However, in this sector I would also want to know if this a full time or part-time worker because currently there is a trend in these large retail companies to be giving part-time workers only 24 hour max a week. In fact, as someone with 6 years in the industry, I can comfortably inform others that most pt-workers are getting much less and struggling.

This in itself creates a great deal of anxiety and stress for people trying to make ends meet.
Workplace violence: We can’t stop everything, unfortunately
Wednesday, March 12, 2014 4:05:00 PM by Cheryl A. Edwards
Just briefly Todd and all, there seems to be a sense out there that Ontario's Bill 168 amendments to the Ontario OHSA put in place significant violence prevention measures while other jurisdictions lag behind. Ontario was one of the last jurisdictions to join in adding such provisions. Alberta has a robust set of requirements including a definition of workplace violence, recognition of it as a workplace hazard, requirements for risk assessments and many other requirements. Sad that despite all of these measures it was not enough to prevent such an act of violence.
Re: Culture change needed
Wednesday, March 12, 2014 12:51:00 PM
I agree with Culture Change Needed. Policy, both governmental and workplace, are not worth the paper they're written on if they have no teeth. I can tell you from personal experience that even the unions, which are supposed to help in situations of workplace harassment, duck their responsibilities in this regard. It seems to me that acts committed on the job would be considered crimes if they took place on the street or in a home. Why is that okay in a country like Canada?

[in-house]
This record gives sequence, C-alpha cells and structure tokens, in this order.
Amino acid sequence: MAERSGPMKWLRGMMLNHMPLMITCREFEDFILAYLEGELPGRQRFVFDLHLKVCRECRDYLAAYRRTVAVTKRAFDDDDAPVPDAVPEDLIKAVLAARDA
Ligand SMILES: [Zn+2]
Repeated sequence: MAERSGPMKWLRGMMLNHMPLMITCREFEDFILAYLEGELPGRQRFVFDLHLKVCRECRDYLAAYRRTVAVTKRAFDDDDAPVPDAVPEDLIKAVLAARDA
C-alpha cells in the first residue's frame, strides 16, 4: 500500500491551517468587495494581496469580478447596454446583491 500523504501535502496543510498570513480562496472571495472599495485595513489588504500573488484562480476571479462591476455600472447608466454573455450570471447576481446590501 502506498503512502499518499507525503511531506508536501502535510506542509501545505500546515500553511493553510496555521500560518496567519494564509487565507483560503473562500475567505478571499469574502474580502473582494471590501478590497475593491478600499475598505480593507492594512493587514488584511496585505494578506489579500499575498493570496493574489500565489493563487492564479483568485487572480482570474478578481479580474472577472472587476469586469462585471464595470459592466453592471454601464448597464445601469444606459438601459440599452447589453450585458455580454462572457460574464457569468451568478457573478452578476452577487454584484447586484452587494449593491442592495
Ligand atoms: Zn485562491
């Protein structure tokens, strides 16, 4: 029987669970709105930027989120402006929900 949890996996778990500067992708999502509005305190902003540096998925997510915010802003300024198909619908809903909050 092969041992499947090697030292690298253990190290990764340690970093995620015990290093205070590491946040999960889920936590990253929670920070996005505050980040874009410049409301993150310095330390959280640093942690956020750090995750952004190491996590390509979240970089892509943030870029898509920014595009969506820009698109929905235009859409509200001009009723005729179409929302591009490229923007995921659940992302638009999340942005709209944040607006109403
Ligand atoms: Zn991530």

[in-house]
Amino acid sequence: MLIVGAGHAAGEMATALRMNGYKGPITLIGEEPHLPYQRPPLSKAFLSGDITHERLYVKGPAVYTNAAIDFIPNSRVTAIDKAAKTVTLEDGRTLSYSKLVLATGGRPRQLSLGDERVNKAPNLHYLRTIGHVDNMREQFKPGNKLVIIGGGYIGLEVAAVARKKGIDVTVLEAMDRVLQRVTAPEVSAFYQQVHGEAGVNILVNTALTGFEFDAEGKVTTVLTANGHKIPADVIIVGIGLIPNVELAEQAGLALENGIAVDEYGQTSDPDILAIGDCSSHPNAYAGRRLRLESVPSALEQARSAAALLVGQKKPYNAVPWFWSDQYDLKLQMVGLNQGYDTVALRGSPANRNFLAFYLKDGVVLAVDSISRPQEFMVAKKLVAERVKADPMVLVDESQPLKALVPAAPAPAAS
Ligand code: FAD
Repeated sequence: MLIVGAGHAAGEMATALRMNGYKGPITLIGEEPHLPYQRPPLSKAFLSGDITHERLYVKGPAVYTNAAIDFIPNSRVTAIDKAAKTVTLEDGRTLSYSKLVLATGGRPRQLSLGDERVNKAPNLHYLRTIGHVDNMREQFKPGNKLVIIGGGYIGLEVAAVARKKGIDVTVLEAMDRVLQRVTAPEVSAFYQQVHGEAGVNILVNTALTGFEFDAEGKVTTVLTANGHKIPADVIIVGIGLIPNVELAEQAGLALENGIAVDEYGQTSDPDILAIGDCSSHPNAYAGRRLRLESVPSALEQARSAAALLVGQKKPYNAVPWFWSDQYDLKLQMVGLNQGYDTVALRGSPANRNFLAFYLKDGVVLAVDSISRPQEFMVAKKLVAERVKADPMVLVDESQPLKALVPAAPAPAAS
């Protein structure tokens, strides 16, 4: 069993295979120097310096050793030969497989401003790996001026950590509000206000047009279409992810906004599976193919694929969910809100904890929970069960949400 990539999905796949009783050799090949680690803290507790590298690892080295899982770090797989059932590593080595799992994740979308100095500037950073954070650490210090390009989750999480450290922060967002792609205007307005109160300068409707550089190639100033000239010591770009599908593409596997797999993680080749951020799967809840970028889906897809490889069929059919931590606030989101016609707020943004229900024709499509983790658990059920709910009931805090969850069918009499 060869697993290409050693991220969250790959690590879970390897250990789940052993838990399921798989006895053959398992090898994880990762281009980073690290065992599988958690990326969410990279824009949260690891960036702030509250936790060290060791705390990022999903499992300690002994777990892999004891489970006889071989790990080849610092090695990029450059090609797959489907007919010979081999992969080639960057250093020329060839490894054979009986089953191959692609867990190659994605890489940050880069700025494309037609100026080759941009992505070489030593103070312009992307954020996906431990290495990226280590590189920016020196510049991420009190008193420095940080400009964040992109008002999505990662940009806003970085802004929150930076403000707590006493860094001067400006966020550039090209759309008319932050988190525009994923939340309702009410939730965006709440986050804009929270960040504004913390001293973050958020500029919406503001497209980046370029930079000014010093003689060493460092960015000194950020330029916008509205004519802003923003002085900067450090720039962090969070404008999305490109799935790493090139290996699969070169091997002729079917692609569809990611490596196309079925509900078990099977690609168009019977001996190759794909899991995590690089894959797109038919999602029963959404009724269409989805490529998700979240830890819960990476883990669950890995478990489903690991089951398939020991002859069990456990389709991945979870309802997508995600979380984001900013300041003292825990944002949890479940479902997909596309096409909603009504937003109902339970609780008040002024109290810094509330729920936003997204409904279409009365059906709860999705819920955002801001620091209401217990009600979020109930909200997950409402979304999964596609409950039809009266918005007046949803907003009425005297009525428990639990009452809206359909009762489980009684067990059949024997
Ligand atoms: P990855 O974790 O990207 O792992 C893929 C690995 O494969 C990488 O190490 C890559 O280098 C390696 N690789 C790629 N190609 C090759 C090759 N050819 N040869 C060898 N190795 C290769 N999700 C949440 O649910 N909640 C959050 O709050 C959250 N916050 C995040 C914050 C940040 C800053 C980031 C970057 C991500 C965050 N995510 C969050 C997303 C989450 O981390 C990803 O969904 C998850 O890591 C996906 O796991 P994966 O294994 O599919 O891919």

Culture change needed
Saturday, March 08, 2014 9:42:00 PM
Part of the problem is not harassment from fellow employees, but harassment from big companies (such as Loblaws) in running the warehouse in an atmosphere of fear. Employees are pushed to work harder, then it is imaginably reasonable and disciplined for every littile thing they can find or make-up. These companies are masters of double talk, spending small fortunes to try and convince its workers and the community its a great place to work, instead of doing anything to make it a good job. Unless this changes I'm afraid we will see many more of these incidents.
So What Are HR Professional To Do?
Thursday, March 06, 2014 5:00:00 PM by Deputy Chief (Ret) Neil LeMay, Alberta Sheriffs
Susan Heathfield recently wrote that, "a very real, clear and present danger lurks just beyond the consciousness of people who work together eight to ten hours a day, five to seven days a week; it is the potential for violence to occur in your workplace."
For many people, the fear of violence in the workplace, from both internal and external sources, is understandable when you stop and think that the workplace is the one place where many of us are forced to interact with people we did not chose to have in our lives, and in some cases would otherwise avoid altogether.

When there is concern about an individual or employee who may resort to workplace violence in the future, we recommend a structured, pre-planned intervention as soon as the first warning signs or red flags are observed in the workplace.

While extreme workplace violence incidents, like the one that occurred at Loblaw's in Edmonton last week, remain relatively rare in Canada, the consequences of such an attack are so devastating that all workplace professionals must understand concepts such as the Violent Behaviour Escalation Curve and the concept of "leakage" in order to prevent violence. Awareness of behaviours, thoughts and emotions that may serve as warning signs or red flags is also very important.

When one also considers that even in big urban centres, municipal police services still take 10 to 15 minutes to arrive on scene to neutralize the attacker, the value of employee training takes on new significance. This means that employees will be on their own for this first terrifying time period. Training and drills are essential to minimize the loss of life.
A good strategic approach to this problem involves these pillars:

If it can be predicted, it can be prevented;

A plan, any plan, is better than no plan;

Survival favours those who prepare.